by Michael Atkinson

The land was unused to apocalypse. If it could have spoken, it would have said how
strange it was that the steady sea-roar of cars passing had so quickly fallen silent, that the night sky no longer lit like day with the city’s glow but shone with new desolate clearness, marred only occasionally by the smoke that still wafted from the bombing sites. It might also have commented on the sudden appearance of a spaceship, gliding down from the sky and screeching to a halt on a weed-strewn stretch of asphalt that had once been a crammed parking lot for a bustling convention center. The jets from the landing thrusters scattered debris about, sending clouds of dust billowing into the air.

The door creaked open, and a slimy alien squelched out, looking grimly around the forsaken landscape. The alien’s name was unpronounceable in English. It ventured a poke with one of its tentacles at the strewn debris. From what it could tell, the humans had gotten themselves really advanced tech at last. Fat lot of good it had done them, putting all their trust in it like they had. Their computers with their bright wires and shiny bits hadn’t done them much good in the Mermaid Rising, had they?

The alien spat disdainfully. “Blasted mermaids,” it grumbled. “Always mucking about
above water. Can’t stay under the sea like they’re supposed to. Pah.”  The alien turned about and trundled back into its craft. It had a report to its superiors to make. They’d be disappointed, naturally; they had looked forward to making contact with this pre-warp civilization and share their vast knowledge with it. Oh well. Maybe the Martians on the planet next over would be more helpful. There certainly wouldn’t be any mermaids over there; a sorn or two, perhaps, a hross almost certainly, but no mermaids.

Sea-green eyes watched it go. Then Elana, commander of the Second Atlantean Expeditionary Force, dutifully powered up her hidden aquatic pod and flew back towards the ocean. She hadn’t wanted to get involved in an interplanetary conflict any more than her superiors did. That was why she had  arranged the debris just so, planted weeds, made sure the whole scene looked like no one had been there for years. She had even pulled a computer from one of the abandoned human warehouses. It had been so much fun smashing the thing. At any rate, it looked like first contact had been successfully avoided, and the mermaids could get back to rebuilding the planet. Still…Elana was a trifle disappointed, and her tail flopped about aimlessly in the water that filled her pod. She had so wondered what talking to an alien would be like. Elana studied to be a mermaid philologist before the war had broken out, and she deeply regretted never having the chance to study human languages in detail. She had picked up a few phrases, though, and one of them seemed appropriate. “Ah,” Elana said with a dramatic sigh, “c’est tragique.”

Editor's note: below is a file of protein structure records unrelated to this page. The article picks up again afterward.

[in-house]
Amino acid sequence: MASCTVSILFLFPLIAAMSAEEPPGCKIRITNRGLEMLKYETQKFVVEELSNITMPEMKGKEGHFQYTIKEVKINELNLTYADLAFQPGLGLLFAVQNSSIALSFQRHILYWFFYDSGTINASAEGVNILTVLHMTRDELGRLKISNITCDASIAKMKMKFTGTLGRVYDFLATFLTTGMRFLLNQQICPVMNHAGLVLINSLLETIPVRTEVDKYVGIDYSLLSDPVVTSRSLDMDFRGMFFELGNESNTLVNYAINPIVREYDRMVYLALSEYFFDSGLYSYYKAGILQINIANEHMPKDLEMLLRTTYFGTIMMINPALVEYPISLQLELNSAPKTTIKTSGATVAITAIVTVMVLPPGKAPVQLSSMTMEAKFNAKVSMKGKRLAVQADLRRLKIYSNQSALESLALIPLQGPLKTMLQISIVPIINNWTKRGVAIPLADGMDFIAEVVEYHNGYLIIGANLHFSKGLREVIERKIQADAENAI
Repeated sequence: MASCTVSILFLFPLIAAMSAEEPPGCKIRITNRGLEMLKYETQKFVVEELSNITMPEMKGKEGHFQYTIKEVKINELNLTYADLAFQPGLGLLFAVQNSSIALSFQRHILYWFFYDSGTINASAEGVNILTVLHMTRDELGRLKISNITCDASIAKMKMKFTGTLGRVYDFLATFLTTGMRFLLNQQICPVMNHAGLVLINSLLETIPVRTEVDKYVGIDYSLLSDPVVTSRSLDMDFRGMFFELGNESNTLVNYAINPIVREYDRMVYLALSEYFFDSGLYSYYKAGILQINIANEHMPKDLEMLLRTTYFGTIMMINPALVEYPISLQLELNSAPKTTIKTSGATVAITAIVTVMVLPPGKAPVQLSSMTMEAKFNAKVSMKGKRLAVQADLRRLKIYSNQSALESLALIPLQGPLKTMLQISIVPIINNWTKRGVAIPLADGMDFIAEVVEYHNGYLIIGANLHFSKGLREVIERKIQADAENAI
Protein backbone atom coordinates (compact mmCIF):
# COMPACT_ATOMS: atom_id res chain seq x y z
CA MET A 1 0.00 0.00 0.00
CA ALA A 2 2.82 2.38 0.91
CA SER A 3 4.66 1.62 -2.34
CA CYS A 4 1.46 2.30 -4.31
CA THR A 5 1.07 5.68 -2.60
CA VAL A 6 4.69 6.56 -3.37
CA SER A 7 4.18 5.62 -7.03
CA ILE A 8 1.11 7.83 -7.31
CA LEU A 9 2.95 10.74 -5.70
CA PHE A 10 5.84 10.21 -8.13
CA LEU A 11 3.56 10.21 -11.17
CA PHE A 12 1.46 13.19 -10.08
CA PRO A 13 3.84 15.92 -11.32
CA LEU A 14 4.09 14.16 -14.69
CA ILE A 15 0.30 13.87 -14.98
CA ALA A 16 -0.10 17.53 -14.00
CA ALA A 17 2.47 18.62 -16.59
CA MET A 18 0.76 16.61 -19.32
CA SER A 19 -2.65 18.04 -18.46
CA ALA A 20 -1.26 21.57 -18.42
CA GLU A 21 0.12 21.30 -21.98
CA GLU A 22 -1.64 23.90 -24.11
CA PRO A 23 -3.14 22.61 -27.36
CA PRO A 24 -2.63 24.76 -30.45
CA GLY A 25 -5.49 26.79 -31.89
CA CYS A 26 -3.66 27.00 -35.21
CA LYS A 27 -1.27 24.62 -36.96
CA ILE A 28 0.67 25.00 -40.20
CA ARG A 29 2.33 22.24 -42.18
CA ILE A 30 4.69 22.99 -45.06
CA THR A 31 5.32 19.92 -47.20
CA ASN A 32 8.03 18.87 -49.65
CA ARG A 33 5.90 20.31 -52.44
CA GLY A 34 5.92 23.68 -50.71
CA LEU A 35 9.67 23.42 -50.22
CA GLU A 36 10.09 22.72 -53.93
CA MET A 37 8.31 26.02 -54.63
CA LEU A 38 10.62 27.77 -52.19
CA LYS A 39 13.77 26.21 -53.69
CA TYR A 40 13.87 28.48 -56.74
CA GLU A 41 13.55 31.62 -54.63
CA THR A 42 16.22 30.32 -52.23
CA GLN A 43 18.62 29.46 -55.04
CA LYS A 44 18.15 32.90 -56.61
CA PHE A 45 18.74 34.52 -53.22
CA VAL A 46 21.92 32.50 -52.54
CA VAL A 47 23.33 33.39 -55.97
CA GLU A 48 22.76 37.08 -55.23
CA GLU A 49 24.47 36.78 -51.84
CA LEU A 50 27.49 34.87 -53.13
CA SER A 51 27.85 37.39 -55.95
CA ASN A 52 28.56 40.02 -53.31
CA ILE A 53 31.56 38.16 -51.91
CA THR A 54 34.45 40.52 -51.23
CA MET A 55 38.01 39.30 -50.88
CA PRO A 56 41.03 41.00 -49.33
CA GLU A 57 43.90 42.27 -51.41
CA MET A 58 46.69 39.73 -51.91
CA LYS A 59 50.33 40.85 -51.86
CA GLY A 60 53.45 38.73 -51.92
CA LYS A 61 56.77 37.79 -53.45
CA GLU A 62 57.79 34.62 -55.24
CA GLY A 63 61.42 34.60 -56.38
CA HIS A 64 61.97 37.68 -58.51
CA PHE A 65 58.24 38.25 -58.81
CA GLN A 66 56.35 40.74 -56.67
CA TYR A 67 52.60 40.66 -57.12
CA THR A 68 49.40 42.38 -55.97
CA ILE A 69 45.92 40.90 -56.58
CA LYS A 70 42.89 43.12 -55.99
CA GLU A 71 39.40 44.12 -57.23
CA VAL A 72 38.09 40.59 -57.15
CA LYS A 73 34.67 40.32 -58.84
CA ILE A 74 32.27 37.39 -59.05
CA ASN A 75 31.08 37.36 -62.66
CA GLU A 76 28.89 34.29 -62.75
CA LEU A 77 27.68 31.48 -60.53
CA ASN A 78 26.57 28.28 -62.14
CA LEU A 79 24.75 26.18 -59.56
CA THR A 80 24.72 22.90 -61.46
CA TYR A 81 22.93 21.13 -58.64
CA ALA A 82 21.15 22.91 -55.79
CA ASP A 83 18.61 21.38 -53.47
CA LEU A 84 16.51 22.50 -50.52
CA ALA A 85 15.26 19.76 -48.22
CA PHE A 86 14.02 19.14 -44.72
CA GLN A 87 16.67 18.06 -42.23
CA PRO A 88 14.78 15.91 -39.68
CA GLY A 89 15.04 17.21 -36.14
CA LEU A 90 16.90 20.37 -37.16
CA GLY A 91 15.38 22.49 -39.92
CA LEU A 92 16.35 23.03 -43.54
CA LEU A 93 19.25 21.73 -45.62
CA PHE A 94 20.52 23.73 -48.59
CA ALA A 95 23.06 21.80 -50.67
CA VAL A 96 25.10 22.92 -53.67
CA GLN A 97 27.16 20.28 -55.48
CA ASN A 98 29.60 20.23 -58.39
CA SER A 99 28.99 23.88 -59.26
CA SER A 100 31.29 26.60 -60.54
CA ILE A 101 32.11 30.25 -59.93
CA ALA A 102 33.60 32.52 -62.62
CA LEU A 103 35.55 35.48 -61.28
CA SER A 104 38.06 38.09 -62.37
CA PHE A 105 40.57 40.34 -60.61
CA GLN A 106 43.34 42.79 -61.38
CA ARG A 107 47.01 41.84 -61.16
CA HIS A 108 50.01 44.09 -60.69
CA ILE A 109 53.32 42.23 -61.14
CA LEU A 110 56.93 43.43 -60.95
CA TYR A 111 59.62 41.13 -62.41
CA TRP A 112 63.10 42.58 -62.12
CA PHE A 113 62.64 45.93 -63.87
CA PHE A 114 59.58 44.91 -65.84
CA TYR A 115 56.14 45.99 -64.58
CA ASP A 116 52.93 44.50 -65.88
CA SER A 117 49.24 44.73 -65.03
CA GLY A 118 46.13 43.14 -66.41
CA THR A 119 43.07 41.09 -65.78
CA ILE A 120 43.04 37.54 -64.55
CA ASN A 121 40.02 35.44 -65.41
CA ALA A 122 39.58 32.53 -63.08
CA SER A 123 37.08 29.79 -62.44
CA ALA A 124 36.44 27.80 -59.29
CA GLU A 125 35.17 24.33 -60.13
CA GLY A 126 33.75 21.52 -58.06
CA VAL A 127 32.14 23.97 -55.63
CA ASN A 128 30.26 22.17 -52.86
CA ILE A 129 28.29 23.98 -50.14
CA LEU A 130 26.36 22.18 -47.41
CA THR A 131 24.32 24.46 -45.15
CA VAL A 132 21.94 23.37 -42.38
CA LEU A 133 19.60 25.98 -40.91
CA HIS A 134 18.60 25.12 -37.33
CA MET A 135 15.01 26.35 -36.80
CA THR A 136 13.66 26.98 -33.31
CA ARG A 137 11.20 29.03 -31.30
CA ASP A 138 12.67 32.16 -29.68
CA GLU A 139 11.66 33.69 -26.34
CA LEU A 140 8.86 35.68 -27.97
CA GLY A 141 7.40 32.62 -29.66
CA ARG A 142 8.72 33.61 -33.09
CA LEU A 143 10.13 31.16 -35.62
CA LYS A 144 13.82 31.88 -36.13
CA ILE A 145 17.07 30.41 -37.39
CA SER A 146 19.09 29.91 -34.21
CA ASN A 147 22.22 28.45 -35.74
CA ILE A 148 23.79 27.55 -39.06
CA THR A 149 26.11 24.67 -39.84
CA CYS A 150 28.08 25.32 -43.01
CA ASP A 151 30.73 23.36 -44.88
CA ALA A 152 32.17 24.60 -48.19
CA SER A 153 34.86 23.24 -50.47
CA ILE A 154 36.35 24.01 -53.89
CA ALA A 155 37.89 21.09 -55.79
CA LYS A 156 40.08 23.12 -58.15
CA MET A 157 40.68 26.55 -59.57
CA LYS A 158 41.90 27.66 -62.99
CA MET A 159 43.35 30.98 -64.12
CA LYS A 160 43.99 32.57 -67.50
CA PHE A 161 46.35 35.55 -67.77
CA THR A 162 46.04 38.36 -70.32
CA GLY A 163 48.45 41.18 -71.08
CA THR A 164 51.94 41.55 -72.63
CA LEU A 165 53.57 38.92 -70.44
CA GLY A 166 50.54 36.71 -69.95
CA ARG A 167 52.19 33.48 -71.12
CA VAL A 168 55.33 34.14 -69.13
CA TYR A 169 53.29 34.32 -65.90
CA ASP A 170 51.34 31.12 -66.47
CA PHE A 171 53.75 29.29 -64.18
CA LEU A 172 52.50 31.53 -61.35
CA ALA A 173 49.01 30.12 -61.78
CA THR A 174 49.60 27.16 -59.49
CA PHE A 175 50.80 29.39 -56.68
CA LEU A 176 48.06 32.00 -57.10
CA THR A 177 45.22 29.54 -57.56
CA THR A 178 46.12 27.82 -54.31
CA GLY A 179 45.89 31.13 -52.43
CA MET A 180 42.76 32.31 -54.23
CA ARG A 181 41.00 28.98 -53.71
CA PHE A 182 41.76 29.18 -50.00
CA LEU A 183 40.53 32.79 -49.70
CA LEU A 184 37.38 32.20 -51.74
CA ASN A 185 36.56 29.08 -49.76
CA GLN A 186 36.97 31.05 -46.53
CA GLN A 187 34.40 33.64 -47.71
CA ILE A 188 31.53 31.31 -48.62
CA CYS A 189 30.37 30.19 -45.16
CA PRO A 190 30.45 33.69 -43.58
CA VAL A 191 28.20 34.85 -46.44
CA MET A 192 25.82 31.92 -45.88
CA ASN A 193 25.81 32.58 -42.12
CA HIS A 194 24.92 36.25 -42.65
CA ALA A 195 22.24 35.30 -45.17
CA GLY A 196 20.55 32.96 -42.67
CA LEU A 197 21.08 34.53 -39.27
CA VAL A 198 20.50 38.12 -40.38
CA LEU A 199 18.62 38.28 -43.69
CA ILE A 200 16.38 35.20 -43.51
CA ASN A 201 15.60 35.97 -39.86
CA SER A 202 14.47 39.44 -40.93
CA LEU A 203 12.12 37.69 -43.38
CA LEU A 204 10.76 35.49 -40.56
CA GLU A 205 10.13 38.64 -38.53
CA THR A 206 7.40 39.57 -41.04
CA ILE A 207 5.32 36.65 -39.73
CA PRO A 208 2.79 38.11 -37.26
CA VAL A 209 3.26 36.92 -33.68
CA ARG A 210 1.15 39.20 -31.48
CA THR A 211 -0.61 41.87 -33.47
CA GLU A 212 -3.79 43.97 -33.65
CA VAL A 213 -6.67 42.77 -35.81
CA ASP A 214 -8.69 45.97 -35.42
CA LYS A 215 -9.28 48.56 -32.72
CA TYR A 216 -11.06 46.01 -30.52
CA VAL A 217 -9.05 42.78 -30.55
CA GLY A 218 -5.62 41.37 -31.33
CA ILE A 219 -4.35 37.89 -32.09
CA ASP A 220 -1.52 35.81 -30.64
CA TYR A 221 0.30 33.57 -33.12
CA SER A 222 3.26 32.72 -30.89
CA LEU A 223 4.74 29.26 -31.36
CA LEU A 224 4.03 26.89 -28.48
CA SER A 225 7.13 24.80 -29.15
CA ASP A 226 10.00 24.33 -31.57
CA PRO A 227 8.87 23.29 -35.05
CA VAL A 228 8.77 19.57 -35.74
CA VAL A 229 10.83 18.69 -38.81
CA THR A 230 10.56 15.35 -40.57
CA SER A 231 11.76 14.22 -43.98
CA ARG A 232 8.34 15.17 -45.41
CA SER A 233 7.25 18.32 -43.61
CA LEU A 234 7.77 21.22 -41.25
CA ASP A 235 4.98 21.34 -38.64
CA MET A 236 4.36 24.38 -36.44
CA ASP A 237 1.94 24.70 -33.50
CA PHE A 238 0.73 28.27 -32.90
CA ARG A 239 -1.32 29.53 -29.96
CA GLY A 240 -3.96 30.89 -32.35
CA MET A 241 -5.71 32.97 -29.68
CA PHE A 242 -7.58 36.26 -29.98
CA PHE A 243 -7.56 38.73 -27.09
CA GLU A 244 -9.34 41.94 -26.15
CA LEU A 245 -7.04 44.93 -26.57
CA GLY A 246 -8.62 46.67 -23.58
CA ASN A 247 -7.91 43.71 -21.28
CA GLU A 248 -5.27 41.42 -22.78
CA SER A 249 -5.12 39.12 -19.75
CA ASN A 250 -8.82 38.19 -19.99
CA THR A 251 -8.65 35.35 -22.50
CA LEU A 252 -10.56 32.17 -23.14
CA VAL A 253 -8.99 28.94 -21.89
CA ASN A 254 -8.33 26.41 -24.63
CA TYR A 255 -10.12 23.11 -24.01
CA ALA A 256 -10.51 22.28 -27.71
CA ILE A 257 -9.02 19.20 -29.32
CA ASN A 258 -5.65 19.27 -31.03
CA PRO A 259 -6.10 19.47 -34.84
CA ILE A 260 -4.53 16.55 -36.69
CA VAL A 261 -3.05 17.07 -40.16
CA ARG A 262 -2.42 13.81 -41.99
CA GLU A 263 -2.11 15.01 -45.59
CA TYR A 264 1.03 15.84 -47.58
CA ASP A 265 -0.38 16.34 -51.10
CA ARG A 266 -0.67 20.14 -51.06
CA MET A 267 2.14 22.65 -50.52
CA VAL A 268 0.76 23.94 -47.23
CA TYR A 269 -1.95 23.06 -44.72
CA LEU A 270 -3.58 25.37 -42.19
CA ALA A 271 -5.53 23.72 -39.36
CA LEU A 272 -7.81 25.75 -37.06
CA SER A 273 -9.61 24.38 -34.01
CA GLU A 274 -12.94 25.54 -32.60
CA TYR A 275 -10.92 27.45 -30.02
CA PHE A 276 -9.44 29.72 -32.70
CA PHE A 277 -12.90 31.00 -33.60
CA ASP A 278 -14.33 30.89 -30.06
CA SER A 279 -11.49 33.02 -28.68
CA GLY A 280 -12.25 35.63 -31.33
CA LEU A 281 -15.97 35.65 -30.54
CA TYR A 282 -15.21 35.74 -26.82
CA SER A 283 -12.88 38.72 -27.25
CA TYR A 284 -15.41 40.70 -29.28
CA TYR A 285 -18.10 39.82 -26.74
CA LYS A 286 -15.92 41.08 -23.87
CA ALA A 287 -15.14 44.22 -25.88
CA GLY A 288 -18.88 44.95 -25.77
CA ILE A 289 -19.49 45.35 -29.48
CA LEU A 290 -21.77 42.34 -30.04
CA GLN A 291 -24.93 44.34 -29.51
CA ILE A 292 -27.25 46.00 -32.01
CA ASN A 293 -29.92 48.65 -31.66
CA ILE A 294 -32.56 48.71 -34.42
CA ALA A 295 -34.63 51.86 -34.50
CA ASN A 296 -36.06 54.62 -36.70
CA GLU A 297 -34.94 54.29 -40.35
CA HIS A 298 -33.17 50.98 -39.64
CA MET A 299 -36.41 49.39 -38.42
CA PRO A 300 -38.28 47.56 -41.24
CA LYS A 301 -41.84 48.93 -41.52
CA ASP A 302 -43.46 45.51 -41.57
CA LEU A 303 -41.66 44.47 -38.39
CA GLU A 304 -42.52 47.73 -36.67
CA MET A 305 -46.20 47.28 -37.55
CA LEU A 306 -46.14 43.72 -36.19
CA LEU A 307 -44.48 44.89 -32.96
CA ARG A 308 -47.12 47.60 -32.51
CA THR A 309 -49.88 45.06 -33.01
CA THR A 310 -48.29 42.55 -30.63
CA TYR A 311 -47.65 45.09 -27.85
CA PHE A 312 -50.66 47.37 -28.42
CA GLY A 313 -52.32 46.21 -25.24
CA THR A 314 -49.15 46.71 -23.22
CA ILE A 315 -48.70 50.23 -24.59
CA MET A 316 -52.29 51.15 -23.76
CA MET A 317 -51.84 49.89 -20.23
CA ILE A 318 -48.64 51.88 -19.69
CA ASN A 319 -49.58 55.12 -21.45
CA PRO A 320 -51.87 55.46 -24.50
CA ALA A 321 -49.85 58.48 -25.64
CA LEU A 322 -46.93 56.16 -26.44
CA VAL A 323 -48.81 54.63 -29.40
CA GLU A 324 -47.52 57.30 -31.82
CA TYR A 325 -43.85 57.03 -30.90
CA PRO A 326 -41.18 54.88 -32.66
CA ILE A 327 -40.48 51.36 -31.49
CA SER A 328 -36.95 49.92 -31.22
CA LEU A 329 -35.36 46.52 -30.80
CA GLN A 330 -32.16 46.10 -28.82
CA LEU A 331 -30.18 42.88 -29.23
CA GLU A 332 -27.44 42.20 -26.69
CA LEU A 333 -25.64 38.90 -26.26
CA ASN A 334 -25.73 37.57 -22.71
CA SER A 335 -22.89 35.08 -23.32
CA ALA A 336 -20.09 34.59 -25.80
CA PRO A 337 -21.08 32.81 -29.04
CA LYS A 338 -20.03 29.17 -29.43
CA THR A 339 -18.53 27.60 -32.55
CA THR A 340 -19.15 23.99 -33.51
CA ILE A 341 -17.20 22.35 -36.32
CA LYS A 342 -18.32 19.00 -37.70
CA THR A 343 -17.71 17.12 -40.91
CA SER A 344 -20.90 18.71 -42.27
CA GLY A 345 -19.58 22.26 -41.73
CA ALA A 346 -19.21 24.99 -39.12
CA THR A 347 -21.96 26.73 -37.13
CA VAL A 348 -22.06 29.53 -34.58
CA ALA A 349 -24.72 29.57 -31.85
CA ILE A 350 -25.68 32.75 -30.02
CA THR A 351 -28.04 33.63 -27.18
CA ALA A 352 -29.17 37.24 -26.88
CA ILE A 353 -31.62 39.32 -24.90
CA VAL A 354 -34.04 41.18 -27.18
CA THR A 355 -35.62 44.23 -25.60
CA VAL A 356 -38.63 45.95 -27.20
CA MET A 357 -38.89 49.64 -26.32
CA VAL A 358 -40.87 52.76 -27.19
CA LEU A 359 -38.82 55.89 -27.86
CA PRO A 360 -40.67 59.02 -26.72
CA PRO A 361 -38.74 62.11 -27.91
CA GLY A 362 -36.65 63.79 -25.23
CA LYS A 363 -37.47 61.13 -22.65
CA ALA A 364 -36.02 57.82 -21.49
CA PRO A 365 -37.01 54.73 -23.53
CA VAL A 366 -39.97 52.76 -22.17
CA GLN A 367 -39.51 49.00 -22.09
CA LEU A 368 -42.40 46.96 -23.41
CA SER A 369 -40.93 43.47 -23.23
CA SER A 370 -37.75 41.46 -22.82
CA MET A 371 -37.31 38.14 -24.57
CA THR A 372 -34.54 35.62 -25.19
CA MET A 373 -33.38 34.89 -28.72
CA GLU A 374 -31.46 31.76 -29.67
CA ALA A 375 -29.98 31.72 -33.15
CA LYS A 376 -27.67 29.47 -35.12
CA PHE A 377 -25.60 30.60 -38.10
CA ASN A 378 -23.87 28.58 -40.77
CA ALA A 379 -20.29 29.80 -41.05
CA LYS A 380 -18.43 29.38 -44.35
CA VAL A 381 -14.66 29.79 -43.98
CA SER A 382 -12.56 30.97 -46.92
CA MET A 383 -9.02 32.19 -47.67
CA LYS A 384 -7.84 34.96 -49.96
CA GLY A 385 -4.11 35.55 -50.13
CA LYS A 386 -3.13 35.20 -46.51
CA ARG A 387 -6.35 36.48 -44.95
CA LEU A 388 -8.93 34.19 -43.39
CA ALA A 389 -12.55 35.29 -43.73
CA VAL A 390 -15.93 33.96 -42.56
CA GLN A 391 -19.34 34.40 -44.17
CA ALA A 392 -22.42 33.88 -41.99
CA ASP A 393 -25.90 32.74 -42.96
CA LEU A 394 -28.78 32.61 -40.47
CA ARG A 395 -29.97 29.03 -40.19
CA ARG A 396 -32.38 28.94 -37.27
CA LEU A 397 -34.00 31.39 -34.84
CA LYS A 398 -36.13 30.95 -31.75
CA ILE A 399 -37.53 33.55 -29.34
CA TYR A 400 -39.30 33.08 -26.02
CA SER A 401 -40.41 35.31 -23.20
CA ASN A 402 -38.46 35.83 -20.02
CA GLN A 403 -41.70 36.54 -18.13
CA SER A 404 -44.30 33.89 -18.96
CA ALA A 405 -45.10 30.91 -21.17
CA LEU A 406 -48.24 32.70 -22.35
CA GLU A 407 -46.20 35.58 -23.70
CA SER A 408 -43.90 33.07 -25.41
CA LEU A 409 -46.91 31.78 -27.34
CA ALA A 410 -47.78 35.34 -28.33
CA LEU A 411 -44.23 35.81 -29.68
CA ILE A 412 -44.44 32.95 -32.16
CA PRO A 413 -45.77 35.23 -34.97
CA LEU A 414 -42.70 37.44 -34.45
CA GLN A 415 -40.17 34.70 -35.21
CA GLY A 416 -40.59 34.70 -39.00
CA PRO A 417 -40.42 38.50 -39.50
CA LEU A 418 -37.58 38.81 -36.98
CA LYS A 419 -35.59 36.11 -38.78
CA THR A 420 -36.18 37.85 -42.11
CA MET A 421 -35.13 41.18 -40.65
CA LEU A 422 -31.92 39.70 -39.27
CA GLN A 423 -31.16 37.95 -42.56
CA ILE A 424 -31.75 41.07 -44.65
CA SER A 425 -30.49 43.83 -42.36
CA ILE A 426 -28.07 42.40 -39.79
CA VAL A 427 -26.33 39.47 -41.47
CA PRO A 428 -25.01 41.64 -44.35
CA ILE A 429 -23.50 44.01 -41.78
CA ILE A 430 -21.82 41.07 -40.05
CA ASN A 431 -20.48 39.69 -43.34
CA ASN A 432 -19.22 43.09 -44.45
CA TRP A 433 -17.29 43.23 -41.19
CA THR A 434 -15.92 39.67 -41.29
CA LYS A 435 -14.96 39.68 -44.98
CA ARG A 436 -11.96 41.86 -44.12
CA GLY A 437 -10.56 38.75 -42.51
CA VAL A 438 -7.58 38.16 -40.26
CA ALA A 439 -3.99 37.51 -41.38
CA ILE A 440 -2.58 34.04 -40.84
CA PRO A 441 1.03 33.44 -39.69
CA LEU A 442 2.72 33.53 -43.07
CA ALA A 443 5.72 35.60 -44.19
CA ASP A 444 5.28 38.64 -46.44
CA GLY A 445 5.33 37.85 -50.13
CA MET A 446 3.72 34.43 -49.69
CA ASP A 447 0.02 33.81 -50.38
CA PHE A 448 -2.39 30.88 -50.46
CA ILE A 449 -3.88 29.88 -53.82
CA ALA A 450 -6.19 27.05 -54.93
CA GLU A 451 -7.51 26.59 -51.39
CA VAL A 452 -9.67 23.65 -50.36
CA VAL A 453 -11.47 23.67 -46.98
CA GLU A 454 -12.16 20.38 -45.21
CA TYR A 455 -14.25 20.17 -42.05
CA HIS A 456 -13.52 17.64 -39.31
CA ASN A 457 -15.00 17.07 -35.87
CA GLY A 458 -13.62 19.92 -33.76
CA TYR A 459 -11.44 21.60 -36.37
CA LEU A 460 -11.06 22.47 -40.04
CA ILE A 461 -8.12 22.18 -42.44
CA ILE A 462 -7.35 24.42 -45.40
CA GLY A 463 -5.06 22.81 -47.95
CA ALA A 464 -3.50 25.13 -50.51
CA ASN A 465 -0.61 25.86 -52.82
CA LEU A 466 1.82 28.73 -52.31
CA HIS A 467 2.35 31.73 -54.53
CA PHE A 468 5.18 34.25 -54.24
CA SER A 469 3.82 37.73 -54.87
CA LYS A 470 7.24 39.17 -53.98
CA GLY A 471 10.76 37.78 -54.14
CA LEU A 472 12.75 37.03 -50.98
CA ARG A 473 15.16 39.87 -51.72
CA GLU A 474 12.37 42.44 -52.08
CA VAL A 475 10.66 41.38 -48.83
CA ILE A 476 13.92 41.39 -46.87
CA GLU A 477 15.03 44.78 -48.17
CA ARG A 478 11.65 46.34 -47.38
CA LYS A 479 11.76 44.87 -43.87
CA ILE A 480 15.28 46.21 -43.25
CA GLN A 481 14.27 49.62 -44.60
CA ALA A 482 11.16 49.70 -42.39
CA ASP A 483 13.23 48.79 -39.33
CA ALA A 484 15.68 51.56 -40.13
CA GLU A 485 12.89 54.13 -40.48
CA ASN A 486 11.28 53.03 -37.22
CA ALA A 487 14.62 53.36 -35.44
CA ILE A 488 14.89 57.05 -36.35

6 thoughts on “Mermaids and Shiny Things

  1. I apprecste the reference to sorns and hrossa. +) Also, the image of the squishy alien and his general attitude brings to mind rather delightfully Calvin & Hobbes. What does he think happened to the mermaids after their uprising, I wonder? There seem to be gaps in alien knowledge of contemporary Earth history!

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